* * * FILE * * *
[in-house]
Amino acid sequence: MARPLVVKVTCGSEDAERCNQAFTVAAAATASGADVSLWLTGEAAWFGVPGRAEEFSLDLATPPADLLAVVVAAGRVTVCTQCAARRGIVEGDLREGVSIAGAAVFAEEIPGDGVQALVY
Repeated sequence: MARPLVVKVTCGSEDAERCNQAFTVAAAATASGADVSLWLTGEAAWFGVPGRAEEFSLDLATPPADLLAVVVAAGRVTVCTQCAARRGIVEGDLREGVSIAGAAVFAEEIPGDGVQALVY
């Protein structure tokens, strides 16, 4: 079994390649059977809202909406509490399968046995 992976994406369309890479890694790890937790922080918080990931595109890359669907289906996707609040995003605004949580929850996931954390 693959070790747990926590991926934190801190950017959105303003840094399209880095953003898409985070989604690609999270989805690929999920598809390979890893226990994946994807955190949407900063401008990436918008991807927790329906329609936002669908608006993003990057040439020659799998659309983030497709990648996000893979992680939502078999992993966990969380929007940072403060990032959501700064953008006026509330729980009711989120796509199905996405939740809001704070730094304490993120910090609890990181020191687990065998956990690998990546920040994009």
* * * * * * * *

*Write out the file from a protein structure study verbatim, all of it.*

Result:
[in-house]
Amino acid sequence: MARPLVVKVTCGSEDAERCNQAFTVAAAATASGADVSLWLTGEAAWFGVPGRAEEFSLDLATPPADLLAVVVAAGRVTVCTQCAARRGIVEGDLREGVSIAGAAVFAEEIPGDGVQALVY
Repeated sequence: MARPLVVKVTCGSEDAERCNQAFTVAAAATASGADVSLWLTGEAAWFGVPGRAEEFSLDLATPPADLLAVVVAAGRVTVCTQCAARRGIVEGDLREGVSIAGAAVFAEEIPGDGVQALVY
């Protein structure tokens, strides 16, 4: 079994390649059977809202909406509490399968046995 992976994406369309890479890694790890937790922080918080990931595109890359669907289906996707609040995003605004949580929850996931954390 693959070790747990926590991926934190801190950017959105303003840094399209880095953003898409985070989604690609999270989805690929999920598809390979890893226990994946994807955190949407900063401008990436918008991807927790329906329609936002669908608006993003990057040439020659799998659309983030497709990648996000893979992680939502078999992993966990969380929007940072403060990032959501700064953008006026509330729980009711989120796509199905996405939740809001704070730094304490993120910090609890990181020191687990065998956990690998990546920040994009």